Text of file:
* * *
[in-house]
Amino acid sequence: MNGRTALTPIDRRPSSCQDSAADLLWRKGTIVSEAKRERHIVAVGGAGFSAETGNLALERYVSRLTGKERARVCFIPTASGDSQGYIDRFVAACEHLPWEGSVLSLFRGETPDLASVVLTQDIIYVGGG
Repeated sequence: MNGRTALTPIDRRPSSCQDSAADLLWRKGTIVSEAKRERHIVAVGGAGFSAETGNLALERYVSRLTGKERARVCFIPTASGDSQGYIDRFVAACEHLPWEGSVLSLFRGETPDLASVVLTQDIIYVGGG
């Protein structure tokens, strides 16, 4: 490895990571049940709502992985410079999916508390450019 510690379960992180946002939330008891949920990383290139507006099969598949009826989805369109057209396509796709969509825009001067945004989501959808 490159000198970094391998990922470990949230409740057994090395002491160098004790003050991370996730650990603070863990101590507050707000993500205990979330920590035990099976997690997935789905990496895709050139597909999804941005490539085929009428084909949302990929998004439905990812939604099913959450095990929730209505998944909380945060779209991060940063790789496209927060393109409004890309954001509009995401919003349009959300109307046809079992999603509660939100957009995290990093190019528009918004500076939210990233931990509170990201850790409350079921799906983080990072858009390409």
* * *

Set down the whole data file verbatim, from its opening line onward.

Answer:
[in-house]
Amino acid sequence: MNGRTALTPIDRRPSSCQDSAADLLWRKGTIVSEAKRERHIVAVGGAGFSAETGNLALERYVSRLTGKERARVCFIPTASGDSQGYIDRFVAACEHLPWEGSVLSLFRGETPDLASVVLTQDIIYVGGG
Repeated sequence: MNGRTALTPIDRRPSSCQDSAADLLWRKGTIVSEAKRERHIVAVGGAGFSAETGNLALERYVSRLTGKERARVCFIPTASGDSQGYIDRFVAACEHLPWEGSVLSLFRGETPDLASVVLTQDIIYVGGG
């Protein structure tokens, strides 16, 4: 490895990571049940709502992985410079999916508390450019 510690379960992180946002939330008891949920990383290139507006099969598949009826989805369109057209396509796709969509825009001067945004989501959808 490159000198970094391998990922470990949230409740057994090395002491160098004790003050991370996730650990603070863990101590507050707000993500205990979330920590035990099976997690997935789905990496895709050139597909999804941005490539085929009428084909949302990929998004439905990812939604099913959450095990929730209505998944909380945060779209991060940063790789496209927060393109409004890309954001509009995401919003349009959300109307046809079992999603509660939100957009995290990093190019528009918004500076939210990233931990509170990201850790409350079921799906983080990072858009390409």